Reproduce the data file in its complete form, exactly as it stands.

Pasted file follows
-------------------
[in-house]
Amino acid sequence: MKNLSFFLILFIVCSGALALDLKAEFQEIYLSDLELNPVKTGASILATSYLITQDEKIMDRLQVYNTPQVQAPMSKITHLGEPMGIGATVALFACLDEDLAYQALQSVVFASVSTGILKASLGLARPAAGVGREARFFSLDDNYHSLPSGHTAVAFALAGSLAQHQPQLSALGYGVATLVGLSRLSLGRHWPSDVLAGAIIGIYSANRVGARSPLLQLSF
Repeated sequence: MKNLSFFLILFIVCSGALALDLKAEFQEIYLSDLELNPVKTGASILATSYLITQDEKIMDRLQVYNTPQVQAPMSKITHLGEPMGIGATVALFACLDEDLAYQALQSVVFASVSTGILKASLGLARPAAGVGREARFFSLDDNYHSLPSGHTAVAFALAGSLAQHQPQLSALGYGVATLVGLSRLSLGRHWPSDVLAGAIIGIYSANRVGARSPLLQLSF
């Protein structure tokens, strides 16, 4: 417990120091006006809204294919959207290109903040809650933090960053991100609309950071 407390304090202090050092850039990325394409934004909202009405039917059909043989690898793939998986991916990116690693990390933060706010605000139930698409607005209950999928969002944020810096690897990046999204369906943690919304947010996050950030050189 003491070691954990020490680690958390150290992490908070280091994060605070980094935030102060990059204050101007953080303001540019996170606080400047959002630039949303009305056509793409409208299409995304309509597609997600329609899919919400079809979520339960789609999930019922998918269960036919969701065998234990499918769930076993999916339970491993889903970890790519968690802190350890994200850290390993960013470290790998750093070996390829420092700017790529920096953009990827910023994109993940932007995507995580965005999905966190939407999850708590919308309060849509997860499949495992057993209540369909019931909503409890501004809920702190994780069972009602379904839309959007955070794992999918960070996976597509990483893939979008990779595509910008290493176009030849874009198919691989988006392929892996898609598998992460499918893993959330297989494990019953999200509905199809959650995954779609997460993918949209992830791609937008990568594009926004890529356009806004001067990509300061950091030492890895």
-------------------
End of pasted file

[in-house]
Amino acid sequence: MKNLSFFLILFIVCSGALALDLKAEFQEIYLSDLELNPVKTGASILATSYLITQDEKIMDRLQVYNTPQVQAPMSKITHLGEPMGIGATVALFACLDEDLAYQALQSVVFASVSTGILKASLGLARPAAGVGREARFFSLDDNYHSLPSGHTAVAFALAGSLAQHQPQLSALGYGVATLVGLSRLSLGRHWPSDVLAGAIIGIYSANRVGARSPLLQLSF
Repeated sequence: MKNLSFFLILFIVCSGALALDLKAEFQEIYLSDLELNPVKTGASILATSYLITQDEKIMDRLQVYNTPQVQAPMSKITHLGEPMGIGATVALFACLDEDLAYQALQSVVFASVSTGILKASLGLARPAAGVGREARFFSLDDNYHSLPSGHTAVAFALAGSLAQHQPQLSALGYGVATLVGLSRLSLGRHWPSDVLAGAIIGIYSANRVGARSPLLQLSF
């Protein structure tokens, strides 16, 4: 417990120091006006809204294919959207290109903040809650933090960053991100609309950071 407390304090202090050092850039990325394409934004909202009405039917059909043989690898793939998986991916990116690693990390933060706010605000139930698409607005209950999928969002944020810096690897990046999204369906943690919304947010996050950030050189 003491070691954990020490680690958390150290992490908070280091994060605070980094935030102060990059204050101007953080303001540019996170606080400047959002630039949303009305056509793409409208299409995304309509597609997600329609899919919400079809979520339960789609999930019922998918269960036919969701065998234990499918769930076993999916339970491993889903970890790519968690802190350890994200850290390993960013470290790998750093070996390829420092700017790529920096953009990827910023994109993940932007995507995580965005999905966190939407999850708590919308309060849509997860499949495992057993209540369909019931909503409890501004809920702190994780069972009602379904839309959007955070794992999918960070996976597509990483893939979008990779595509910008290493176009030849874009198919691989988006392929892996898609598998992460499918893993959330297989494990019953999200509905199809959650995954779609997460993918949209992830791609937008990568594009926004890529356009806004001067990509300061950091030492890895």